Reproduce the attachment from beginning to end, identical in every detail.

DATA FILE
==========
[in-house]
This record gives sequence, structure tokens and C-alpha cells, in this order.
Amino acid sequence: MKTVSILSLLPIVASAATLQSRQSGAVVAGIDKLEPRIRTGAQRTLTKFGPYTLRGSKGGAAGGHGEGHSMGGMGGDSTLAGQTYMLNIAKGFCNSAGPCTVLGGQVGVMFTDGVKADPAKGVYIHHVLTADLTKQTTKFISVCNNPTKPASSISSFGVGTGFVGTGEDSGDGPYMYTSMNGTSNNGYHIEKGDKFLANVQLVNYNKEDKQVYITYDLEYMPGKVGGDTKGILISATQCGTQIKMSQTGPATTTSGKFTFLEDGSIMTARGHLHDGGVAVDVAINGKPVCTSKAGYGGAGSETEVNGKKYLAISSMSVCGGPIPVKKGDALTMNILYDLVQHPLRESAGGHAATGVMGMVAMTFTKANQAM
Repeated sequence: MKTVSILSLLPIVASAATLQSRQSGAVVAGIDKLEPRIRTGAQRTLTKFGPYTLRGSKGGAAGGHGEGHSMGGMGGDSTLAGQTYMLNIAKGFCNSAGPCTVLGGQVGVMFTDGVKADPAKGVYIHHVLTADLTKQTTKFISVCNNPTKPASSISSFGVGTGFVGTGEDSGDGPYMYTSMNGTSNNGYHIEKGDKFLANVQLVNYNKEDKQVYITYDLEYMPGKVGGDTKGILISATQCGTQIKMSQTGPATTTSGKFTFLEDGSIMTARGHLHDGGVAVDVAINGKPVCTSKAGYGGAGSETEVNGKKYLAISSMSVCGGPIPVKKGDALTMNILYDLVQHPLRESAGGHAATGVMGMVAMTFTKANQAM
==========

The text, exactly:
[in-house]
This record gives sequence, structure tokens and C-alpha cells, in this order.
Amino acid sequence: MKTVSILSLLPIVASAATLQSRQSGAVVAGIDKLEPRIRTGAQRTLTKFGPYTLRGSKGGAAGGHGEGHSMGGMGGDSTLAGQTYMLNIAKGFCNSAGPCTVLGGQVGVMFTDGVKADPAKGVYIHHVLTADLTKQTTKFISVCNNPTKPASSISSFGVGTGFVGTGEDSGDGPYMYTSMNGTSNNGYHIEKGDKFLANVQLVNYNKEDKQVYITYDLEYMPGKVGGDTKGILISATQCGTQIKMSQTGPATTTSGKFTFLEDGSIMTARGHLHDGGVAVDVAINGKPVCTSKAGYGGAGSETEVNGKKYLAISSMSVCGGPIPVKKGDALTMNILYDLVQHPLRESAGGHAATGVMGMVAMTFTKANQAM
Repeated sequence: MKTVSILSLLPIVASAATLQSRQSGAVVAGIDKLEPRIRTGAQRTLTKFGPYTLRGSKGGAAGGHGEGHSMGGMGGDSTLAGQTYMLNIAKGFCNSAGPCTVLGGQVGVMFTDGVKADPAKGVYIHHVLTADLTKQTTKFISVCNNPTKPASSISSFGVGTGFVGTGEDSGDGPYMYTSMNGTSNNGYHIEKGDKFLANVQLVNYNKEDKQVYITYDLEYMPGKVGGDTKGILISATQCGTQIKMSQTGPATTTSGKFTFLEDGSIMTARGHLHDGGVAVDVAINGKPVCTSKAGYGGAGSETEVNGKKYLAISSMSVCGGPIPVKKGDALTMNILYDLVQHPLRESAGGHAATGVMGMVAMTFTKANQAM